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Fake Fruit - Mucho Mistrust

Fake Fruit - Mucho Mistrust

Regular price $32.00
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VINYL

Preorder due for release 23rd August

Fake Fruit’s visceral indie rock operates so firmly in the present that it’s transportive and unmooring. The Oakland trio’s songs careen with volatile energy and lead singer Ham D’Amato’s lyrics are enveloped with acerbic humor and resonant perceptiveness. Though their new LP Mucho Mistrust is a sly reference to a beloved Blondie lyric, the title encapsulates both the anxieties of daily life, a bloodless music industry, and global capitalism as well as the clear-eyed skepticism needed to rebel against it. Across 12 propulsively unpredictable tracks, the album is both their most collaborative and most immediate yet.

Following the 2021 release of Fake Fruit’s self-titled debut LP, the band’s personal lives hit a turbulent and transformational period. “There were big life changes and I was so close to boiling over,” says D’Amato. “I left a bad relationship, entered a more stable and loving one, got diagnosed with alopecia, and I'm turning 30 soon too.” This personal upheaval was channeled into the explosive lead single “Mucho Mistrust.” The track is simultaneously disorienting and direct, with clanging guitars from Alex Post, off-kilter drums from Miles MacDiarmid, and D’Amato snarling, “How you gonna blame me / when you could’ve done something about it / it’s not right / How you gonna marinate me / in shitty things overnight.” She explains, “This song was a snapshot of how I got through a difficult year.”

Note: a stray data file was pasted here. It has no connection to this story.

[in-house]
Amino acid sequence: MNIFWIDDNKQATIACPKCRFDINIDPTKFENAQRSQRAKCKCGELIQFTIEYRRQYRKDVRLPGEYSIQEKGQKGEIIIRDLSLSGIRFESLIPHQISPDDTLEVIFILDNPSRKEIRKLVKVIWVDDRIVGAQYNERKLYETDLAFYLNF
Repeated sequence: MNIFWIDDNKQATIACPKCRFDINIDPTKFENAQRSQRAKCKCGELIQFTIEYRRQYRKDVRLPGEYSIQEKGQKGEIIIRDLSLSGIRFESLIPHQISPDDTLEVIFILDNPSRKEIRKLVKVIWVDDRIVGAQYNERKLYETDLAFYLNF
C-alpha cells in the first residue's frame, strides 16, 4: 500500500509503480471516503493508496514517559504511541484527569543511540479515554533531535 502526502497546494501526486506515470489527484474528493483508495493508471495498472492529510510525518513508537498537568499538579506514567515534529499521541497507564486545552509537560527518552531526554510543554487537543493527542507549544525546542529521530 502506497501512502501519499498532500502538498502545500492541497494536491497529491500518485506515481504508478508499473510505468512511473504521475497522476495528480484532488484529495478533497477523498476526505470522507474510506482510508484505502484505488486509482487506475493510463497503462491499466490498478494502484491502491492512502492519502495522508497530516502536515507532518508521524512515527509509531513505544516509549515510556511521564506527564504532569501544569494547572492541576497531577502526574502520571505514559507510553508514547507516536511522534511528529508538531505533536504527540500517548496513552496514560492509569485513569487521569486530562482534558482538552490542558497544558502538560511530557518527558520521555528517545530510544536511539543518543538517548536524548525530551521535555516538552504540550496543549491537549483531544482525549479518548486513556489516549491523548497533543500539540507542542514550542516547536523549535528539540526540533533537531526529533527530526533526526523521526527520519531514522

Recorded live at the Bay Area’s Atomic Garden studio with producer Jack Shirley (Deafheaven, Home Is Where), the band’s palpable ferocity shines throughout the record. Single “Más o Menos” is searing punk, with buzzsaw guitars and surging bass. It’s a clenched-fist song, one where D’Amato sings, “I decided to assert myself / After I lost all my sense of self.” Later in the track, D’Amato, who is Chicana, sings in Spanish, “¡No me hables! / ¡No escuchare!” While some of these songs deal in heartbreak, they are charged with way bigger themes. “There's also wanting to break up with capitalism and feeling upset about things politically,” says D’Amato.

For the band, these themes are personal. “I'm managing us while I'm in between changing diapers in my day job as a nanny,” says D’Amato. “Everyone in the band still believes in it and is motivated to keep wading through the bullshit.” On this album, they had no choice but to bet on themselves and each other. No track broadcasts their evolution better than the single “Cause of Death,” which morphs from a gorgeous sax-laden banger to something cathartic and anthemic.

As adventurous and righteous as Mucho Mistrust gets, there’s still an inviting core that never takes itself too seriously. From the ripping “Cause of Death,” which self-deprecatingly takes aim at anxiety and indecision, to the searing title track, Fake Fruit imbue their songs with humor and heart. “Our band is fun,” says D’Amato. “My number one coping mechanism for all of life is to joke about it. Even when the album talks about serious things, I am proud of how funny it can be.”

For fans of Pylon, Parquet Courts, Sleater-Kinney, Suburban Lawns

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